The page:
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Innovationssysteme und Wohlstandsentwicklung in der Welt

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Bernhard Seliger, Jüri Sepp and Ralph Michael Wrobel

Wer die vorherrschenden europäischen wirtschaftspolitischen Diskurse der vergangenen Jahre anschaut, könnte meinen, dass Wohlstandsentwicklung im Wesentlichen als Folge von wohlgemeinten und tiefgreifenden Staatseingriffen besteht. Egal, ob es um die Rettung von einzelnen Unternehmen oder ganzen Staaten geht, staatlich gesetzte Zielmarken ersetzen Ergebnisse des Marktes. Die Einschränkung der wettbewerblichen Freiheit wird dabei hingenommen und meistens gar nicht thematisiert. Das kann aber nur dann zu zufriedenstellenden Ergebnissen führen, wenn man schon das beste mögliche Ergebnis des Marktprozesses kennt und vorwegnehmen kann. Diese Problematik ist letztlich das Grundproblem der staatlichen Innovationspolitik. Aber wie kann der Staat am besten Innovationen fördern, die er nicht kennt, nicht im Sinne eines stochastischen Risikos, sondern im Sinne der von Frank Knight definierten Ungewissheit, die eben nicht vorausberechenbar ist?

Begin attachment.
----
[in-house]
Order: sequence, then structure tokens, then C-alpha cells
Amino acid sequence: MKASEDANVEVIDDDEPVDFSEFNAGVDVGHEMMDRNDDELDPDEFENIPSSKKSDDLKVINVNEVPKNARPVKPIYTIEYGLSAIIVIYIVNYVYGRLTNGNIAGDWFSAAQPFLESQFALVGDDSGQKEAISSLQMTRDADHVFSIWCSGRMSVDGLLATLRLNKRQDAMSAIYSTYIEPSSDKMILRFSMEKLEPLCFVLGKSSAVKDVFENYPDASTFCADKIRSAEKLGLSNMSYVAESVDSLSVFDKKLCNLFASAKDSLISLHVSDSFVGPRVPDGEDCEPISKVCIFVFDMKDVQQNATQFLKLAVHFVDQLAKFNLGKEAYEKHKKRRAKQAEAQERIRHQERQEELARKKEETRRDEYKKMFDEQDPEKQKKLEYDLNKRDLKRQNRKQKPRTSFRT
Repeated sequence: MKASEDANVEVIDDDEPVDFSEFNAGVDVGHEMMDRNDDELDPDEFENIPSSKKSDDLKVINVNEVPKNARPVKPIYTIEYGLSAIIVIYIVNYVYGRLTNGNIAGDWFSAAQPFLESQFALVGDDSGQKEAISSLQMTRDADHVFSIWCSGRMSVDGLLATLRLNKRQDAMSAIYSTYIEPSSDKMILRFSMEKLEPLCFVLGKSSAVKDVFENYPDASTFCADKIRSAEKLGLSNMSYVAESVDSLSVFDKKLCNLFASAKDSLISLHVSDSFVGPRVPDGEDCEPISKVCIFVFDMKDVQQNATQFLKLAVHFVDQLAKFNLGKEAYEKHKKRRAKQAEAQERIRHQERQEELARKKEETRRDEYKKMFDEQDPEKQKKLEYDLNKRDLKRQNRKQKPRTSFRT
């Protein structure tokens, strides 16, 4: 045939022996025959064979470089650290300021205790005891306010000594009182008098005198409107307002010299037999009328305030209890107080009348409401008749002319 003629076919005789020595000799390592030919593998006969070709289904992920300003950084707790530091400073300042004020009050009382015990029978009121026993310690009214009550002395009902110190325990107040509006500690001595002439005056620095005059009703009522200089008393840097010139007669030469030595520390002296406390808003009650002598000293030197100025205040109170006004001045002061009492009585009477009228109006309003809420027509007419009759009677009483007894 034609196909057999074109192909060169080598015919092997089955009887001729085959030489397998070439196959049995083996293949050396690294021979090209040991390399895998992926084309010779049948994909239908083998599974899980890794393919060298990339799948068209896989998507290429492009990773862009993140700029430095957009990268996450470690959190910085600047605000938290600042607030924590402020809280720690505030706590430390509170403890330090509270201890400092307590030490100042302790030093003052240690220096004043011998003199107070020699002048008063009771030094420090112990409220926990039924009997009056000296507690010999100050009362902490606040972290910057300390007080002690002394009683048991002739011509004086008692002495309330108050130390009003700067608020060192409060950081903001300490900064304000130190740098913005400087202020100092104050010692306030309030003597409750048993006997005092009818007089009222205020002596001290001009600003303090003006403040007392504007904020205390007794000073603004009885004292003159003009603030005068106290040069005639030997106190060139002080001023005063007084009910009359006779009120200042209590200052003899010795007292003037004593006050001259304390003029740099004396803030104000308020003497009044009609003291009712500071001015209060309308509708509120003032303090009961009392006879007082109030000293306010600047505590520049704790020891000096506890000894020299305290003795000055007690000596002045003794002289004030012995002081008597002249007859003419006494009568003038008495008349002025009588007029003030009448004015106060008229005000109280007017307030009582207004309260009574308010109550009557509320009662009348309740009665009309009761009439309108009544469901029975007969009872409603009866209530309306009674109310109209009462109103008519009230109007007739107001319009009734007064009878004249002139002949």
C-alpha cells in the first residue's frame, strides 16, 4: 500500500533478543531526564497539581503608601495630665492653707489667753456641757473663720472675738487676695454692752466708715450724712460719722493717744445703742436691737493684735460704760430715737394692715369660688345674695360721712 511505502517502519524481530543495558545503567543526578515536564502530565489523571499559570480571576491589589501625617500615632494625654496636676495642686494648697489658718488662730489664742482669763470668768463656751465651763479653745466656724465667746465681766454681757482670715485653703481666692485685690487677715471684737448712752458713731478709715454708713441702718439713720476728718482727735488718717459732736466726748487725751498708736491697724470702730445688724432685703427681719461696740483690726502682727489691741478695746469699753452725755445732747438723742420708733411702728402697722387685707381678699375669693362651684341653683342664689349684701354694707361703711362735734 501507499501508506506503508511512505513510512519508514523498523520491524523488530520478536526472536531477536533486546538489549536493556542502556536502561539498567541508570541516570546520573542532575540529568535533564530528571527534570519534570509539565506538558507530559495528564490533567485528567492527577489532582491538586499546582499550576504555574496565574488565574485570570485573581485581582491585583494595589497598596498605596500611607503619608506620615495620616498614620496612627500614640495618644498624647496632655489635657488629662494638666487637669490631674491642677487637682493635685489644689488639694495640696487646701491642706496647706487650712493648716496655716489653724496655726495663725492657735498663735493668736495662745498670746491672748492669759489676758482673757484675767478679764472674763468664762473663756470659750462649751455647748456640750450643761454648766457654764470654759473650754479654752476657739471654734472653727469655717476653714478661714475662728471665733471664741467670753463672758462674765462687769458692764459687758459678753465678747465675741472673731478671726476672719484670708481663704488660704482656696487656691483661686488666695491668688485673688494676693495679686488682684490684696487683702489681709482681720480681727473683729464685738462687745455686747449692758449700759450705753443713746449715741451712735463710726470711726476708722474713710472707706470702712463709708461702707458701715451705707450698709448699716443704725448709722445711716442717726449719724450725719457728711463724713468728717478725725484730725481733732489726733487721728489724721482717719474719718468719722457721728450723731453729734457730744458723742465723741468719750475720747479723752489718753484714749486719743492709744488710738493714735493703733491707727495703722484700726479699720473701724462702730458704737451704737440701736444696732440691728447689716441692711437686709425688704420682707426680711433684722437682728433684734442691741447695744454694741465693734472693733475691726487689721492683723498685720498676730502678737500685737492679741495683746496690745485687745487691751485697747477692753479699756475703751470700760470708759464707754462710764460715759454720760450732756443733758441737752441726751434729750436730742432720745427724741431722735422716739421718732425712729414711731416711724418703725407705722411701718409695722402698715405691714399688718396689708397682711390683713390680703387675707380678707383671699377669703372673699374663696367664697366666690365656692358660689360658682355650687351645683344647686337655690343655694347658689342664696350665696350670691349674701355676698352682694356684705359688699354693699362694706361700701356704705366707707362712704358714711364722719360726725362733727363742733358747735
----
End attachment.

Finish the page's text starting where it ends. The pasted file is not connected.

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Institutional Change for Creating Capacity and Capability for Sustainable Development - a Club Good Perspective

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Introduction

Although the socio-economic development of many nations during the last two centuries has been very impressive, there are many issues questioning the sustainability of this development. Questions have been raised whether increased consumption will lead to increased happiness, or whether people will become more dependent on growth (Galbraith, 1958). While the so-called consumption society may lead to questionable results for social welfare, the increased use of natural resource and problems of waste, pollution, lack of regeneration of renewable resources and too slow progress in finding substitutes for non-renewable resources pose increasing threats for environmental sustainability (Boulding, 1966; Rao, 2000). These issues are slowly being recognized. However, there still seems to be emphasis on the importance of fundaments of economic growth, while the limits to growth (Meadows et al., 1972) are hardly questioned. Even when these limits to growth are recognized, the techno-centric paradigm seems to prevail (Gladwin et al., 1995). This paradigm, putting it simply, assumes that people seem to believe that economic growth and technological development will solve environmental and social problems. At such a moment, focus remains on growth, while neglecting the type of growth and the necessity for improving different aspects of the quality of life. Aristotle (1995 (330BC)) already argued that possessing material goods is more likely to be considered the fundament of a good life. Spiritual development, while possibly significantly contributing to the quality of life and reducing resource intensity of production, is likely to remain the domain of a...

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